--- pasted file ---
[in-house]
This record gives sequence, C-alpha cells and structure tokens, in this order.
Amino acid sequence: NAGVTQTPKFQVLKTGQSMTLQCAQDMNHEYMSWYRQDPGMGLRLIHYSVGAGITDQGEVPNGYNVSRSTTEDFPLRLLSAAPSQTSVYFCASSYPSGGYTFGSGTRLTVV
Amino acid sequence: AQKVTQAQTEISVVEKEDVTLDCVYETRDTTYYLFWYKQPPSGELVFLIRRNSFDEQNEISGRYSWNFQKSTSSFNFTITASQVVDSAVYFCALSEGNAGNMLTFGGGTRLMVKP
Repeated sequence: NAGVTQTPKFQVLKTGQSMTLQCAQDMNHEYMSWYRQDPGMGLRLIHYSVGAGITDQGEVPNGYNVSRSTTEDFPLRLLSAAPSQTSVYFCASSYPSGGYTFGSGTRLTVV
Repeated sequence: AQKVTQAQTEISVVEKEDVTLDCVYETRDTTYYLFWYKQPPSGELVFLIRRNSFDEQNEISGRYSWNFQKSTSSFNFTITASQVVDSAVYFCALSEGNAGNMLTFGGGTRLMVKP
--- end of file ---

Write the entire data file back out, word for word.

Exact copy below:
[in-house]
This record gives sequence, C-alpha cells and structure tokens, in this order.
Amino acid sequence: NAGVTQTPKFQVLKTGQSMTLQCAQDMNHEYMSWYRQDPGMGLRLIHYSVGAGITDQGEVPNGYNVSRSTTEDFPLRLLSAAPSQTSVYFCASSYPSGGYTFGSGTRLTVV
Amino acid sequence: AQKVTQAQTEISVVEKEDVTLDCVYETRDTTYYLFWYKQPPSGELVFLIRRNSFDEQNEISGRYSWNFQKSTSSFNFTITASQVVDSAVYFCALSEGNAGNMLTFGGGTRLMVKP
Repeated sequence: NAGVTQTPKFQVLKTGQSMTLQCAQDMNHEYMSWYRQDPGMGLRLIHYSVGAGITDQGEVPNGYNVSRSTTEDFPLRLLSAAPSQTSVYFCASSYPSGGYTFGSGTRLTVV
Repeated sequence: AQKVTQAQTEISVVEKEDVTLDCVYETRDTTYYLFWYKQPPSGELVFLIRRNSFDEQNEISGRYSWNFQKSTSSFNFTITASQVVDSAVYFCALSEGNAGNMLTFGGGTRLMVKP